So, he moved up to the ridgeline. He wanted to charge from the far side, but I pointed out he couldn’t see where my foces were, and surely no rules allowed that. He wasn’t happy about that, but he’d get me next turn. Except that my shooting phase came first. Apparently a vast horde of low grade archers can, in fact, put enough arrows in the air to wipe out magical super elite armoured knights.

He did not take it well. I told him that he could just treat it as a one-off game, but, no, he had a running storyline, and forty eight peasants with home made bows had, erm, ruined everything.

* * *

Bill McGinnis told me of a long-ago member of his Atlanta group who blamed his model armies when he lost, which was – apparently – almost every time he played. So he’d offer his army, often freshly painted, to the other players at a knock-down price. If nobody bought it, he’d simply dump it with the hamburger wrappers and old Coca Cola cans, and stalk out.

Bill’s a smart man. He quickly realised that, for minimal effort and a little cleaning up, he could take the discarded army out of the garbage at no cost. In fairness, so did everyone else, and a number of players got brand new armies, free, until the angry wargamer decided to give up the hobby in favour of something less competitive.

* * *

Sometimes you think everything is going well, and then it’s not. When this is due to enemy action –- well, that’s why we call it a game. Sometimes it’s due to some other aspect of game preparation. Ed Bielcik has a story:

During a “pulp” game at Historicon, my team of gangsters was tasked with robbing the bank. It was going very well for me, but unfortunately, the buildings had no signs on them, so after battling the cops, my crew smashed into the building that I thought was the bank, only to discover that there were no minis and no furniture inside! I asked the GM where everyone was, and he replied; “you broke into the wrong building. The bank is across the street”.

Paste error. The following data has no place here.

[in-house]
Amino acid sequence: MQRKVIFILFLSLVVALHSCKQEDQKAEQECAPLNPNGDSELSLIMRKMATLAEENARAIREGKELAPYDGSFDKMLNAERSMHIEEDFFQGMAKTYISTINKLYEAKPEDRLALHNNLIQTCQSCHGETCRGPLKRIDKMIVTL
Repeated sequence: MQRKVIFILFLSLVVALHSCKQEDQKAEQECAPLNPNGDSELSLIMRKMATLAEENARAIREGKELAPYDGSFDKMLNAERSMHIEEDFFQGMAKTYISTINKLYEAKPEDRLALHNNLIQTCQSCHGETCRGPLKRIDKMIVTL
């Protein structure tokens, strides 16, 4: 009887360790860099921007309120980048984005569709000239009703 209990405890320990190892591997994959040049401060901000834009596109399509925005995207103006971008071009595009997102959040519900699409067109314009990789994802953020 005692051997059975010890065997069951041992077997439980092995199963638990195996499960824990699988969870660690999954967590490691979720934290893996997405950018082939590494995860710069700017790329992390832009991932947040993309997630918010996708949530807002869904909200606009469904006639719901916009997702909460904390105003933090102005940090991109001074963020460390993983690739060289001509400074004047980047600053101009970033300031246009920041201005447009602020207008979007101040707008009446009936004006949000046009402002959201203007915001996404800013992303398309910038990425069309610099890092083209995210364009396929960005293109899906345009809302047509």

True Stories 7. More Childish Ways – – –

Star weekly

Kids don’t know things that we ancient warriors have carried around in our minds for decades (although we don’t recall where our car keys are). Ross Maker recalls an incident from the days of yore:

Very long ago (almost 50 years, in fact), our group was playing Napoleonics. A young gamer (Dave Arneson, later to be the co-creator of Dungeons and Dragons a decade after this scene) decided he would paint Russians. Somewhere, in whatever scanty source was available then, he discovered that Russian artillery pieces were painted apple green. Armed with this knowledge, he went off to the local hobby store and, to his delight, found that Testors had apple green paint. The next Saturday, he proudly placed his newly painted guns on the table. The older members of the group laughed loudly and said that they might give him a movement bonus, if he would paint flames on the trails. It seems he hadn’t noticed that the actual title on the paint jar was Candy Apple Green.”




Ed Watts found out how even the pop culture of the 1960s is alien to modern youth:

“The U.S. Marines arrived just afterward played by a pair of young brothers who did not know who the Thunderbirds were and promptly mowed down all the International Rescue Thunderbird pilots when they emerged from their flying craft to rescue the kidnapped heiress.”